Websites By Liz

Web Design for Small Businesses

How to Have a Website Designed

Some clients come to me with no idea what kind of website they want. They just know that they NEED one. Which is true, but your website needs to be carefully suited to your business. Sometimes precious weeks are wasted before I can even start the preliminary design for the site. Here are a few tips for you to get organized and speed up the process… even if I’m not your designer. 🙂

First and foremost have an idea of two things:

  1. The function of your website. Informational, ecommerce, lead generation…
  2. Your budget. Don’t be afraid to indicate to your designer your budget limits. As long as you’ve hired an honest professional, he or she will work within your budget.

Next consider what you want your website to accomplish within the function of the site. If it’s informational, do you want it to be basically an online brochure with information about your business or do you want to have a BLOG where you continually post new info? Do you want your clients to be able to log in to be able to do something? If so, what is it? Do you want to collect, store and/or share information from a database? Do you want to have banner ads? Go back to your business plan if you have one, or write one if you don’t, and decide how your website should help you to accomplish it.

Based on the information so far, your designer can help you decide what structure would be best for your site. Whether it’s something like WordPress, a fully custom design or something inbetween.

Consider also your target audience. Technical geeks, moms, teenagers, business professionals…

Next comes the fun part. Look around for websites that you like, or where you like a specific feature. Not websites to be copied, just sites that you especially like. Think about the feel you want your site to have and colors you like. Using keywords like soft, bright, technical, fun, cheerful, professional, warm, cool and others will go a long way to getting your idea across to your designer. It’s his or her job to design the site, but you can save a lot of time by communicating your preferences.

Decide as specifically as possible WHAT you want on your site. Pages, forms, slideshows, animations, etc. Your designer will want to nail this down as much as possible before giving you a quote anyway, especially if he or she charges a flat fee.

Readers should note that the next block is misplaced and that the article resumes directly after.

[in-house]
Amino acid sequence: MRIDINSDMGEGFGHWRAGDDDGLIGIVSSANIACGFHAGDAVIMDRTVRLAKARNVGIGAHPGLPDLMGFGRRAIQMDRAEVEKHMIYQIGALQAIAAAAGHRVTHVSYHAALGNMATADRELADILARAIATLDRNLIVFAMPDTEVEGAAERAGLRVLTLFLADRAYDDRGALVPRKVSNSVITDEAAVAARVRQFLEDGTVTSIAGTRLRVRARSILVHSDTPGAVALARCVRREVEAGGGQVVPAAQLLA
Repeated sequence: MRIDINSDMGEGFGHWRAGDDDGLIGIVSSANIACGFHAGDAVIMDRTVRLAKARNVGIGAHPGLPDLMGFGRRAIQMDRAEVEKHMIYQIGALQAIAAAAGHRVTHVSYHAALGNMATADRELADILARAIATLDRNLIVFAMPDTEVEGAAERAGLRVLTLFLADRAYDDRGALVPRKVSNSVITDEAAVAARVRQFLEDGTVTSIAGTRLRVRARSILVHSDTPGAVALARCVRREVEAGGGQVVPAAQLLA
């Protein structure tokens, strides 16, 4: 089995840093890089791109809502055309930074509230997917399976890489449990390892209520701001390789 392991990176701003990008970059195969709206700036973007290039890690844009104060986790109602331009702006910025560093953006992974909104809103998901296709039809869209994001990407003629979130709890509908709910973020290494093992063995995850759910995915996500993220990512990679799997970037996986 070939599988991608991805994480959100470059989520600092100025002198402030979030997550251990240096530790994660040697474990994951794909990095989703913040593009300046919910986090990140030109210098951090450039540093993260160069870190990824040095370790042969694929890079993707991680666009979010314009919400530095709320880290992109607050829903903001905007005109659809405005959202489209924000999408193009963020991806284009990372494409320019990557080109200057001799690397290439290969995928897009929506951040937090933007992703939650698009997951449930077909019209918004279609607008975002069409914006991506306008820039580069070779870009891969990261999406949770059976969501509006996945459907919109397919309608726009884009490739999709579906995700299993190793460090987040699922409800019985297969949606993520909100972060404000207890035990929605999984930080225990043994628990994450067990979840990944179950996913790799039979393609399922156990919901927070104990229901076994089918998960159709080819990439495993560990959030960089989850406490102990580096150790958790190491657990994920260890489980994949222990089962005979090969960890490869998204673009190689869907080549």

You and your designer will come up with a layout and flowchart of your site. If you have a preference for horizontal or vertical navigation, roll-out or drop-down menus or two- or three-column layout, make sure you communicate that. Changing these things later in the process can get expensive, so make sure you and your designer are on the same page.

While your designer is starting the design process, you should begin gathering information to be posted on your site. If your designer will be writing the content, be sure he or she has enough information about what that should be. If you’re selling a product and you haven’t already, organize your photos, description and prices. If you are having a BLOG designed, go ahead and start writing a few articles that you can post right away, and learn as much as you can about the BLOG platform you are going to be using.

If there is something you see in the website that is being built for you that you’re not entirely happy with, let your designer know right away. It’s easier, quicker and cheaper to make changes early on than when the designer has propagated it throughout the site. And don’t keep quiet about what you want, it’s in your designer’s best interest for you to be completely happy with your site.

When I finish designing a site and test it I give my clients 30 days to “kick the tires”. After that time any changes they request are considered maintenance, fall under my maintenance policies and will be completed only after the website has been paid for. If your designer has a similar policy, make sure you do your due diligence during that trial period.

One last tip: Be specific. I’ll take a control freak over a flighty, noncommittal client any day. I really don’t mind when my clients tell me exactly how to design their site, at least that way I know when they’re happy.